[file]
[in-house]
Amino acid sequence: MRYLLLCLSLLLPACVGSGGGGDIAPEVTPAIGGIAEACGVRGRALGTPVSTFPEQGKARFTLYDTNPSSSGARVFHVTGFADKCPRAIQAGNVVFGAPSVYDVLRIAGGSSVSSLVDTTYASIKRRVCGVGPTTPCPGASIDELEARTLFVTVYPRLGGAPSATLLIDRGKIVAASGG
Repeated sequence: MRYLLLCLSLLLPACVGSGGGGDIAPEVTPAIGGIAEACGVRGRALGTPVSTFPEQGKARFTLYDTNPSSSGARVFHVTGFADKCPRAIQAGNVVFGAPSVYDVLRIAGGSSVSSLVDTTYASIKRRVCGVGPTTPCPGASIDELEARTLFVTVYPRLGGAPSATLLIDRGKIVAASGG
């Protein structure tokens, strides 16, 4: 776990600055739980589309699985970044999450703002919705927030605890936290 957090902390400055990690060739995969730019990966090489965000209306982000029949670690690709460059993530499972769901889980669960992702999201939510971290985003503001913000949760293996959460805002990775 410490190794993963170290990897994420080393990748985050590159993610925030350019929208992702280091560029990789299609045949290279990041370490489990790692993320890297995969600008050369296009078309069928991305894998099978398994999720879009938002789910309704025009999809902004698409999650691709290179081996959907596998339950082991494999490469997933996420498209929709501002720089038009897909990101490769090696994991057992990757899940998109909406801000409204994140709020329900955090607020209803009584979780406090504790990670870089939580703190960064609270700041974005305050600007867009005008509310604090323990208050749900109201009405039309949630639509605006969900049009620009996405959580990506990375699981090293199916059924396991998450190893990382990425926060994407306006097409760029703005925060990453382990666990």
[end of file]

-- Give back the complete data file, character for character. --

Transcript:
[in-house]
Amino acid sequence: MRYLLLCLSLLLPACVGSGGGGDIAPEVTPAIGGIAEACGVRGRALGTPVSTFPEQGKARFTLYDTNPSSSGARVFHVTGFADKCPRAIQAGNVVFGAPSVYDVLRIAGGSSVSSLVDTTYASIKRRVCGVGPTTPCPGASIDELEARTLFVTVYPRLGGAPSATLLIDRGKIVAASGG
Repeated sequence: MRYLLLCLSLLLPACVGSGGGGDIAPEVTPAIGGIAEACGVRGRALGTPVSTFPEQGKARFTLYDTNPSSSGARVFHVTGFADKCPRAIQAGNVVFGAPSVYDVLRIAGGSSVSSLVDTTYASIKRRVCGVGPTTPCPGASIDELEARTLFVTVYPRLGGAPSATLLIDRGKIVAASGG
């Protein structure tokens, strides 16, 4: 776990600055739980589309699985970044999450703002919705927030605890936290 957090902390400055990690060739995969730019990966090489965000209306982000029949670690690709460059993530499972769901889980669960992702999201939510971290985003503001913000949760293996959460805002990775 410490190794993963170290990897994420080393990748985050590159993610925030350019929208992702280091560029990789299609045949290279990041370490489990790692993320890297995969600008050369296009078309069928991305894998099978398994999720879009938002789910309704025009999809902004698409999650691709290179081996959907596998339950082991494999490469997933996420498209929709501002720089038009897909990101490769090696994991057992990757899940998109909406801000409204994140709020329900955090607020209803009584979780406090504790990670870089939580703190960064609270700041974005305050600007867009005008509310604090323990208050749900109201009405039309949630639509605006969900049009620009996405959580990506990375699981090293199916059924396991998450190893990382990425926060994407306006097409760029703005925060990453382990666990």